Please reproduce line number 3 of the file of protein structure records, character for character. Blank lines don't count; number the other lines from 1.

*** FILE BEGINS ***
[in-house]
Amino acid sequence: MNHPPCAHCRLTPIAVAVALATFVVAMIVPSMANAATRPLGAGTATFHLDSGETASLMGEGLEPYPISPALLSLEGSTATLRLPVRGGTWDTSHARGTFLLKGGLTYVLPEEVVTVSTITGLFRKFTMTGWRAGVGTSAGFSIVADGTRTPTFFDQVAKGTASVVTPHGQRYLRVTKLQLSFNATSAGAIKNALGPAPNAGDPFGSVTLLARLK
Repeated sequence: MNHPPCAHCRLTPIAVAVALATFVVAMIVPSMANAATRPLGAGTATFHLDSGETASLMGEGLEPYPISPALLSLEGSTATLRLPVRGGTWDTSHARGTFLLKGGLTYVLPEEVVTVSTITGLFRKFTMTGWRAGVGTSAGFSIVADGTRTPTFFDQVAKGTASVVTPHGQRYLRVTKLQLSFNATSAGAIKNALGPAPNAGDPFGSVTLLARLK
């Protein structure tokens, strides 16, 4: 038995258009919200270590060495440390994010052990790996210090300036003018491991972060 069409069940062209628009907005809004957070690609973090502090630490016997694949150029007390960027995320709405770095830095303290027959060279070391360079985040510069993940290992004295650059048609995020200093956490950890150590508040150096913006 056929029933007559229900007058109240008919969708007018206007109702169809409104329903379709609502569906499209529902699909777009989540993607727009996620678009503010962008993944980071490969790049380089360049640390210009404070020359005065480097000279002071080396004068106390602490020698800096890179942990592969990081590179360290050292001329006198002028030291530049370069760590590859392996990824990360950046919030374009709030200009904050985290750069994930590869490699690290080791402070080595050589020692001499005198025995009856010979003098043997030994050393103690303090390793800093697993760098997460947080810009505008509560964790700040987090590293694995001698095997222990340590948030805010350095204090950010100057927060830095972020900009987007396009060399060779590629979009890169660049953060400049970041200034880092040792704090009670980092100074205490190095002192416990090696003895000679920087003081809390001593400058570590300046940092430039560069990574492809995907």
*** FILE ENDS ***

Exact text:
Repeated sequence: MNHPPCAHCRLTPIAVAVALATFVVAMIVPSMANAATRPLGAGTATFHLDSGETASLMGEGLEPYPISPALLSLEGSTATLRLPVRGGTWDTSHARGTFLLKGGLTYVLPEEVVTVSTITGLFRKFTMTGWRAGVGTSAGFSIVADGTRTPTFFDQVAKGTASVVTPHGQRYLRVTKLQLSFNATSAGAIKNALGPAPNAGDPFGSVTLLARLK